“With the world as his mother, the sky his father, and immortality granted from Alurya’s gift, he might be the only true god. Unfortunately, Continue reading →
Book Review: Fires of Alexandria (Alexandrian Saga #1) by Thomas K. Carpenter
“She would transform the city to a place worthy of the title of the City of Miracles. And not the miracles of the temples. Real, practical miracles that would change people’s lives and free them from the tyranny of the gods.”
Entertaining and educational alternate history. Too bad the writing wasn’t up to the premise. Using Alexandria circa 50 AD as his starting point, Carpenter weaves an intriguing “what if” tale of advancing technology, gender liberation, and personal freedom.
“And to see it with my own eyes. Because one cannot always trust what was written in books.”
He gets more right than wrong, though several gaffs are laughable. “Man-sized multi-firing crossbows” are a staple among writers having no idea Continue reading →
Book Review: The Allegory of Love by C.S. Lewis
Reader beware. This book was probably C. S. Lewis at his worst: an academic tome written in 1936 about his day job, long before he’d reached his peak as a communicator.
However, the payoff is modern readers’ greater understanding of a time and place which served as the background for many contemporary fictional fantasies. (See below)
It traces the rise and decline of the love allegory as a mainstay of European literature in the late Middle Ages. I read it to mine the nuggets of Lewis wisdom scattered through the dry strata of Latin, Greek, French and Middle English. The footnotes, when they weren’t the usual op. cit., lop. cit., and ibid. silliness, were even in Latin and Greek. (No, I don’t read those languages. Paradoxically, it only slowed rather than prevented understanding.) Try this sample of Middle English, now often found on Continue reading →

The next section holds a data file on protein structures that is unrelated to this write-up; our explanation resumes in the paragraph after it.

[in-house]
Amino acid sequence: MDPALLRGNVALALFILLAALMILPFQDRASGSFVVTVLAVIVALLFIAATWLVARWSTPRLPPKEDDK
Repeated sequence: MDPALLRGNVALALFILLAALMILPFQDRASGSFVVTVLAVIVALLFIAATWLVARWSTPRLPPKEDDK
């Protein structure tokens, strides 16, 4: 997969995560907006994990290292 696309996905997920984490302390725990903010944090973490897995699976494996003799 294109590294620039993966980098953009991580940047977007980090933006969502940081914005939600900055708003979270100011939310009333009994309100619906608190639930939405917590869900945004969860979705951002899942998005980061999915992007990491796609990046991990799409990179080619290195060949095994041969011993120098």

Book Review: Avalon by Anya Seton
“Nobody can live a continuous lie and find serenity. I can see that you are not at peace with yourself.”
Well-written historical romance set in the tenth century. Melds what we then knew about both England and the Vikings. Excellent inner voice with historically appropriate attitudes. Better-than-average rendering of dialects.
“Always we live on islands of one kind or another.”
The era before the Norman conquest of England is as much terra incognita to most moderns as Viking exploration and settlement in North America, both of which Seton provides excellent (sometimes fictional) eye witness accounts.
“Now we’ll go to the church, and mind ye, m’lord, whatever we find’ll be God’s Will.”
Could not be written today, not only because it violates current political correctness, but it treats matters of faith with a tolerance no longer the norm in western literature.
“Is she Christian?” “She’s been baptized,” said Orm defiantly. “But what does all this water-sprinkling matter! We Norse do it too.” “I’m not sure how much it matters, if the Spirit isn’t there.”
Book Review: Pile of Bones (Legends of the First Empire, #0.5) by Michael J. Sullivan.
“Fear, for the most part, is yer friend. It keeps you alive, and stops you from doing stupid stuff like trying to fly or jumping in a fire. But, when yer scared of sumptin’ you ought not to be, well then, there’s just nothing for it but to grit yer teeth, spit in its eye, and challenge your dread to an arm wrestle.” Tura
A short, painless introduction to the world of Elan and one of the major characters of the greater series.
“So odd was this cautionary thought—as no one who knew her would ever accuse Suri of being prudent—that it caused her to laugh. After striking the [bee] hive several times, Continue reading →